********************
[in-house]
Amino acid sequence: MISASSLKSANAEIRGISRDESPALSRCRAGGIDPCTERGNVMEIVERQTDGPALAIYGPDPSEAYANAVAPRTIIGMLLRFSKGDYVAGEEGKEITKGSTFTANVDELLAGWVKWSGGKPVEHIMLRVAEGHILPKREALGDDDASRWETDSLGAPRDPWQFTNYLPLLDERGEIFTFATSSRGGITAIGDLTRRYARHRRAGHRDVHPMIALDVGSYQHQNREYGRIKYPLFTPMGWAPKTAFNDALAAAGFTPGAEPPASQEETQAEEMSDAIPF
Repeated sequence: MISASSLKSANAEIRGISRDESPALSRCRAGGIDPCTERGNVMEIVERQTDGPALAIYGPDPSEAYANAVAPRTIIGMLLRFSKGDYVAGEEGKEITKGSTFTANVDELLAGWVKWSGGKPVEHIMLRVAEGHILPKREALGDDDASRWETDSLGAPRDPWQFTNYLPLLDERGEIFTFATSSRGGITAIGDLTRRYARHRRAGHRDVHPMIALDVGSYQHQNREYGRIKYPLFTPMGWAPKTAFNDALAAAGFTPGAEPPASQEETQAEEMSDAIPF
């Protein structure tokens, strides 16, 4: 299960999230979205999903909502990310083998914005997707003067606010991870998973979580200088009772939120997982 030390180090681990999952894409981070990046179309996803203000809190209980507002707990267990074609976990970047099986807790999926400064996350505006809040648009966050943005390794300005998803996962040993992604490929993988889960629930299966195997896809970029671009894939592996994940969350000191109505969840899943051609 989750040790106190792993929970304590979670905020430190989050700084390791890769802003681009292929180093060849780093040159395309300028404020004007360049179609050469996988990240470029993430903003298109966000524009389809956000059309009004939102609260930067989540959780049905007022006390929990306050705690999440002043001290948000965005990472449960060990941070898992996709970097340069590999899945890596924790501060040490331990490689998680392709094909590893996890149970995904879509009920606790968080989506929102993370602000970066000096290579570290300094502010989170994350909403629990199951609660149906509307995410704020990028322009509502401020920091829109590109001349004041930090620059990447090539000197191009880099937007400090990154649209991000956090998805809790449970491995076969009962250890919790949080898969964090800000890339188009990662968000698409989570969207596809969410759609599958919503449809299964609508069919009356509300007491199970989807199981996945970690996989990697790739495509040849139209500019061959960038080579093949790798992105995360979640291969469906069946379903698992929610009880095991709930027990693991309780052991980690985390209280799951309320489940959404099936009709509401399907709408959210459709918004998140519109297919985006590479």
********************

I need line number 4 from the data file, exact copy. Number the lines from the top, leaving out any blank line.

């Protein structure tokens, strides 16, 4: 299960999230979205999903909502990310083998914005997707003067606010991870998973979580200088009772939120997982 030390180090681990999952894409981070990046179309996803203000809190209980507002707990267990074609976990970047099986807790999926400064996350505006809040648009966050943005390794300005998803996962040993992604490929993988889960629930299966195997896809970029671009894939592996994940969350000191109505969840899943051609 989750040790106190792993929970304590979670905020430190989050700084390791890769802003681009292929180093060849780093040159395309300028404020004007360049179609050469996988990240470029993430903003298109966000524009389809956000059309009004939102609260930067989540959780049905007022006390929990306050705690999440002043001290948000965005990472449960060990941070898992996709970097340069590999899945890596924790501060040490331990490689998680392709094909590893996890149970995904879509009920606790968080989506929102993370602000970066000096290579570290300094502010989170994350909403629990199951609660149906509307995410704020990028322009509502401020920091829109590109001349004041930090620059990447090539000197191009880099937007400090990154649209991000956090998805809790449970491995076969009962250890919790949080898969964090800000890339188009990662968000698409989570969207596809969410759609599958919503449809299964609508069919009356509300007491199970989807199981996945970690996989990697790739495509040849139209500019061959960038080579093949790798992105995360979640291969469906069946379903698992929610009880095991709930027990693991309780052991980690985390209280799951309320489940959404099936009709509401399907709408959210459709918004998140519109297919985006590479």